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How We Built Internal Dashboards at Fyle
At Fyle, we record a lot of information around product usage. This information is in different silos — we have our backend database, but we also have substantial amount of data in Mixpanel, Intercom and log files. For a comprehensive understanding of how users are using the product, we needed to be able to merge data from all of these sources, massage it and visualize the results in an internal dashboard. In this blog, I’ll explain our approach to solving this problem and, hopefully, you can map it to your use-case.
Our requirements for a dashboarding solution were:
Must work across data sources — databases, csv, log files, external services. Must be able to clean/pre-process bad data.
Must be able to iterate quickly. Oftentimes, someone in the team gets an idea over watercooler chat — “Hey, it would be interesting to see what % users create more than one expense in a session” or “Do users that use feature X tend to be power users?” Some of the questions may be dud, but some end up revealing something unexpected. We want to be able to try out new analyses quickly.
Must be accessible to non-developers.
Must be inexpensive.
Must be able to do complex analysis.
We considered a few alternative approaches, but ended up discarding them.
We considered building an internal site with flask backend and visualization using D3.js. However, this seemed super heavy-weight. Adding a new chart or new analysis would involve significant engineering effort.
Excel / Google Sheets— Don’t laugh :) Excel actually came pretty close — everybody is familar with them. However, connecting disparate data sources and cleaning up data from unstructured sources like log files seemed like significant effort.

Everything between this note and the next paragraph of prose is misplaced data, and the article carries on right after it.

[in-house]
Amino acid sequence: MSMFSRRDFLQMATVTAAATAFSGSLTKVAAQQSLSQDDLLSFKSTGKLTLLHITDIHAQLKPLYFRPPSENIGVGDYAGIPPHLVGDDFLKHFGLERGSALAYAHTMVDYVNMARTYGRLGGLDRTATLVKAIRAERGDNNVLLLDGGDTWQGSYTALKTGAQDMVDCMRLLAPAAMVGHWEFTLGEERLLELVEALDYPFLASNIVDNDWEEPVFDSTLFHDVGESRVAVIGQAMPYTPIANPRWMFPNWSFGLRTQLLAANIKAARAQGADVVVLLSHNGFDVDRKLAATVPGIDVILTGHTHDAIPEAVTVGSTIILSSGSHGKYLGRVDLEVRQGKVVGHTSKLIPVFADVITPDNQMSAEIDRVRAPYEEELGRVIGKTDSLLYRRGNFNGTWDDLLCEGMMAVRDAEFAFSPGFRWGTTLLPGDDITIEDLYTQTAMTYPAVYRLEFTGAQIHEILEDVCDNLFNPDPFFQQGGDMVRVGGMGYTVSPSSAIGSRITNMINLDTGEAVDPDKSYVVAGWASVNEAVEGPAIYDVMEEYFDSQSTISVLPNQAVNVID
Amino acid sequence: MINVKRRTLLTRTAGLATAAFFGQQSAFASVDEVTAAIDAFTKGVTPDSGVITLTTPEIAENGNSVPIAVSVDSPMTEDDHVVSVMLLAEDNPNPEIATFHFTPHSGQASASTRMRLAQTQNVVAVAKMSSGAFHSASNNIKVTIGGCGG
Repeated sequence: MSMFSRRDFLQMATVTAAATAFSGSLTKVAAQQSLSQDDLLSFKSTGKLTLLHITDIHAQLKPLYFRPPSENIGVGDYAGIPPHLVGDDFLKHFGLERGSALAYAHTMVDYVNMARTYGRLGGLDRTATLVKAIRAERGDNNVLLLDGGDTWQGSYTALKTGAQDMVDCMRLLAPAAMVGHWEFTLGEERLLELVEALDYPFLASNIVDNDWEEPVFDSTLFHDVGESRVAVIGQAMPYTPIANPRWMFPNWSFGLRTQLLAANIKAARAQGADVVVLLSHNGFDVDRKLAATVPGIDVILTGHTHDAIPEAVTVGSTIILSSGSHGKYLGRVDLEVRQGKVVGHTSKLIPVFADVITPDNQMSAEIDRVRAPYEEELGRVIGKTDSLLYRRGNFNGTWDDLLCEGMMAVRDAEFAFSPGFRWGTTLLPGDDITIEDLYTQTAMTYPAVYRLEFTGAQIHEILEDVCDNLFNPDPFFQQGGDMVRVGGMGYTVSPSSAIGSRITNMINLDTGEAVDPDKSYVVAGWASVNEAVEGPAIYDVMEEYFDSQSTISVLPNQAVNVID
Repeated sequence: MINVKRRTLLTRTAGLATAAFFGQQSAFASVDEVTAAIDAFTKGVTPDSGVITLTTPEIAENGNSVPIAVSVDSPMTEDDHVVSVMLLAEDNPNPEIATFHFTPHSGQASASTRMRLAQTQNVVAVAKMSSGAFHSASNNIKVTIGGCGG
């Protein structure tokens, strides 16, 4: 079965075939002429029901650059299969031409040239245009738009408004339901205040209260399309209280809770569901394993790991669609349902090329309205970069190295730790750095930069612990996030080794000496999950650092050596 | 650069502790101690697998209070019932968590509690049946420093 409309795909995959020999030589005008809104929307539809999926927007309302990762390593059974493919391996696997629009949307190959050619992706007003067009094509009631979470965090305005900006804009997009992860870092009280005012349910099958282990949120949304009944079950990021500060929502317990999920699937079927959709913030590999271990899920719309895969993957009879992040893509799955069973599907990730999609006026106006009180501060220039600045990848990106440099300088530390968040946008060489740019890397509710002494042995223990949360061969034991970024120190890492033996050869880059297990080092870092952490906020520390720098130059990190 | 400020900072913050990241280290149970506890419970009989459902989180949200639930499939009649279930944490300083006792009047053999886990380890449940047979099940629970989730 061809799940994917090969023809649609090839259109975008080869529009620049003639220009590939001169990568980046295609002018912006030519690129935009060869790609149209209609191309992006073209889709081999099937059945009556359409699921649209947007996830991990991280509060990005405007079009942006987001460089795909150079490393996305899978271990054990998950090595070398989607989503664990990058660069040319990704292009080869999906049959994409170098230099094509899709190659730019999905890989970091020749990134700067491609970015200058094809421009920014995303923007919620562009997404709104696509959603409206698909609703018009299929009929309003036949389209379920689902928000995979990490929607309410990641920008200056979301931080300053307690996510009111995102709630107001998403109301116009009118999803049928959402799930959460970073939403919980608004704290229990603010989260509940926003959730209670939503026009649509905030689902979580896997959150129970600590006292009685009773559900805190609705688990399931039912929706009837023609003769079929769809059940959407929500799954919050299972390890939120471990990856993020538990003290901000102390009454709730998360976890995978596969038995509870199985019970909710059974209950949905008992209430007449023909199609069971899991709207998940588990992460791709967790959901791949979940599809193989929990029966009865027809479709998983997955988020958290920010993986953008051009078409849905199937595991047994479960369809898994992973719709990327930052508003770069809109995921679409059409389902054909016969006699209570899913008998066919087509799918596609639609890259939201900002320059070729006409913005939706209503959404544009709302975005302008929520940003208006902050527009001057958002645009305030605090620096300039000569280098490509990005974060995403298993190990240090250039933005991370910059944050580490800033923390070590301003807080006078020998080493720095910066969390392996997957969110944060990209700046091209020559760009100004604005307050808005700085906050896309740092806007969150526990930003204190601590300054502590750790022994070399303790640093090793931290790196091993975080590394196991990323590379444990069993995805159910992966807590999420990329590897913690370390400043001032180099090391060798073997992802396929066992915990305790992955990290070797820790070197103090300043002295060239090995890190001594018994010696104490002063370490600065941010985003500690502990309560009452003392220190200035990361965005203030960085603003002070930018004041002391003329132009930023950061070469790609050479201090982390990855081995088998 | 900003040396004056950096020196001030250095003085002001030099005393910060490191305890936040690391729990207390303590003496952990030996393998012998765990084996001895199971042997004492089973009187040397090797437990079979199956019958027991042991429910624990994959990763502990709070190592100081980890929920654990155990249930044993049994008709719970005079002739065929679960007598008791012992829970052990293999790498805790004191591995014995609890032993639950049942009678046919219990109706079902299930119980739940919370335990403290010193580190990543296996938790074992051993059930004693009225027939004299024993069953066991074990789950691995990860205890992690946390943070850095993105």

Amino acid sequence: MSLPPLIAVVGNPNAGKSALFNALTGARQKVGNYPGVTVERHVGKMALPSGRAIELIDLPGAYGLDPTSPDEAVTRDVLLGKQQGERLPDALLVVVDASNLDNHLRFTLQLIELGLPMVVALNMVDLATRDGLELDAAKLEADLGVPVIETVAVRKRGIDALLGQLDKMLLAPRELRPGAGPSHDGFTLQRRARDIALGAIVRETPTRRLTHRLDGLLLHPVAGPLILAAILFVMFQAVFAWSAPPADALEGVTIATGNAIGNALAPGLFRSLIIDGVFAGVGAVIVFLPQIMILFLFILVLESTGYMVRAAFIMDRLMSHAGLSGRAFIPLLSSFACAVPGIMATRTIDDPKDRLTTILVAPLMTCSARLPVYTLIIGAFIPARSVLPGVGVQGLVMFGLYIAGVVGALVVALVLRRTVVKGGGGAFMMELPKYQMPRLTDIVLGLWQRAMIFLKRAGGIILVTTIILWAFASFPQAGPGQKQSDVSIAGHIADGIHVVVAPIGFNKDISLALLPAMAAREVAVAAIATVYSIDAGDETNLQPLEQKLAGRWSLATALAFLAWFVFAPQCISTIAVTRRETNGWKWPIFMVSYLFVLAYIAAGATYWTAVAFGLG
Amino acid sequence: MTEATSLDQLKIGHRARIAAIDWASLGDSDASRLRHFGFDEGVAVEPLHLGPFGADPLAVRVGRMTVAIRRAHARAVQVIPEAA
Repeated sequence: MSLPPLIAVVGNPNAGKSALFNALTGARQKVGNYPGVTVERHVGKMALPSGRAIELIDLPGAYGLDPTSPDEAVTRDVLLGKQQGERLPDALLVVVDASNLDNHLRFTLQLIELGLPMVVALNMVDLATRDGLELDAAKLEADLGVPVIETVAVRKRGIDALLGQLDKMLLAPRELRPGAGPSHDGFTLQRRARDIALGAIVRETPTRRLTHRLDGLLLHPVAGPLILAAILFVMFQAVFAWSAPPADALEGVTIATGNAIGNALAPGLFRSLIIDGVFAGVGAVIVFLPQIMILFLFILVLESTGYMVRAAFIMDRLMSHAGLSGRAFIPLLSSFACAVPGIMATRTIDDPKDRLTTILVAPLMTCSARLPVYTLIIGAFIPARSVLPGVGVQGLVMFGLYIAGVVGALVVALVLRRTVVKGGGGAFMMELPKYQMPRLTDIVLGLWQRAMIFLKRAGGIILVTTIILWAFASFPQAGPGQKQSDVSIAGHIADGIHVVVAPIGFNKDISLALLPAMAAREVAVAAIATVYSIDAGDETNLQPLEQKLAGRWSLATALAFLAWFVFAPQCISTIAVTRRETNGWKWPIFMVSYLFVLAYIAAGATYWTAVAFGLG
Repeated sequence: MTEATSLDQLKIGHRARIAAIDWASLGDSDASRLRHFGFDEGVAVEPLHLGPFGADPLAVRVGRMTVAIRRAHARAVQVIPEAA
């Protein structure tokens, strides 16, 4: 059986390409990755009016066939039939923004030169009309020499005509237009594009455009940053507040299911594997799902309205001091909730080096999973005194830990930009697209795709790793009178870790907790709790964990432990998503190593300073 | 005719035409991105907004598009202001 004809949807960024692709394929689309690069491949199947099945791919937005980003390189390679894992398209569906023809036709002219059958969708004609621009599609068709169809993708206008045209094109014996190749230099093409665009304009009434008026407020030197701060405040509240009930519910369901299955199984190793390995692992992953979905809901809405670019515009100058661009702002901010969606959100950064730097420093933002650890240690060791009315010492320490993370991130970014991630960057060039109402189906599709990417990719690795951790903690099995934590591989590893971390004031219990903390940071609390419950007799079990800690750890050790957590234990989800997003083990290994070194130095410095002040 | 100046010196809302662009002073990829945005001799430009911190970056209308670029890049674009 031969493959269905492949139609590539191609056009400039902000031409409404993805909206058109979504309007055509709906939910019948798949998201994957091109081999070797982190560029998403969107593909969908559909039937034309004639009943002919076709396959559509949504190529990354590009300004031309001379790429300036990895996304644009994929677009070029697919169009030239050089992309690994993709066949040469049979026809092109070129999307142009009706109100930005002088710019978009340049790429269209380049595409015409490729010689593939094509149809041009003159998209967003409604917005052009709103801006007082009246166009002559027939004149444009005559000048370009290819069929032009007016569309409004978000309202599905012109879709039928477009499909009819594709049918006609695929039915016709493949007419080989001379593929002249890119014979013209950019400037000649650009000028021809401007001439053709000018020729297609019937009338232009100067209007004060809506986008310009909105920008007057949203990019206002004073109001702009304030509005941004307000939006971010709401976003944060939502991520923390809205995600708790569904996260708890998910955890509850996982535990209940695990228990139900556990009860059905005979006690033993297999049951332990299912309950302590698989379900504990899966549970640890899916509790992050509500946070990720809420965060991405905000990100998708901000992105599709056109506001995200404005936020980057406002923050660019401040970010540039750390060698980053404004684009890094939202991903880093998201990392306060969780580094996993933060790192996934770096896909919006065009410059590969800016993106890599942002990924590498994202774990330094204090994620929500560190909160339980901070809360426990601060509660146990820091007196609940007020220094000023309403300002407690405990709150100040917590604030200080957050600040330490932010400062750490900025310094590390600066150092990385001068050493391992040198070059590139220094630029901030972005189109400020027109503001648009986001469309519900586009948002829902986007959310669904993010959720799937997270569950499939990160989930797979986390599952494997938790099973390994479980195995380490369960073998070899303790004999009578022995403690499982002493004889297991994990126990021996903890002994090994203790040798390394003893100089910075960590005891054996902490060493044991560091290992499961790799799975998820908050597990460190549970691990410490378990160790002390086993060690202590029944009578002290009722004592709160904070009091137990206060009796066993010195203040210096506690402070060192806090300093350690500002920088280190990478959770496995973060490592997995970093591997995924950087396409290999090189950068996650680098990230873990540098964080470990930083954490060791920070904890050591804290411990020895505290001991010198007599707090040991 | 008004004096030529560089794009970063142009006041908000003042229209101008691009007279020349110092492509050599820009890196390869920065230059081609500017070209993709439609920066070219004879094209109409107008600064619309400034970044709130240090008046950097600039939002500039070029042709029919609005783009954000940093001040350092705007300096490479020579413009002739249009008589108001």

BI tools — BI tools tend to have a big learning curve and their limitations become apparently only after you’ve spent a considerable amount of time with them. Furthermore, the problem of cleaning data and doing custom analytics still remained.
Jupyter is an open-source web application that allows you to create and share documents that contain live code, equations, visualizations and explanatory text. It is a spin-off from a project called IPython. This post is not a tutorial on Jupyter, there are many, many excellent sites and articles devoted to the subject. What I will do is explain why Jupyter was a good fit for our problem.
Jupyter allows you to create “notebooks” in Python (and many other languages). You can write python code to pull data from databases using libraries like psycopg, read from log files and clean up the data, read CSV files using csv module and make REST API calls to external services etc using requests. You can use libraries like pandas, numpy, scikit-learn to do sophisticated analysis of the data. Finally, you can use matplotlib for creating visualizations.
Mandatory Architecture Diagram with boxes and stick figures
Here’s an example of a public notebook. It is a live document — it contains data and results and text describing the analysis, but also contains the code that produced the results. My mind was blown the first time I saw a notebook in action. You can find a number of public examples here and here. After exploring a few examples like this, I was convinced that Jupyter notebooks were a good option for us.
So what’s the effort involved?
Familiarity with Python helps a lot — Jupyter supports other languages as well, but I haven’t tried them out.
Setting up Jupyter on your machine — MacOS or Linux takes very little time. Pandas and dataframes takes a little getting used to, especially if you come from the SQL world, like me. Operations like joins, groupby, windowing and sessionization feel a little awkward initially. I’d recommend spending a little bit on dataframes to avoid frustration. Stackoverflow is your friend.
It took me about 4 hours to produce my first couple of charts pulling in data from our database. However, adding a new analysis/visualization typically takes 10–20 mins. This fits our requirement of being able to ask new questions quickly.
Hope this post inspires you to consider Jupyter notebooks for your internal analytics needs. In a subsequent post, I’ll talk about some specific insights on what Fyle users were doing using Jupyter notebooks and how it helped us improve the product. As always, comments and feedback are welcome.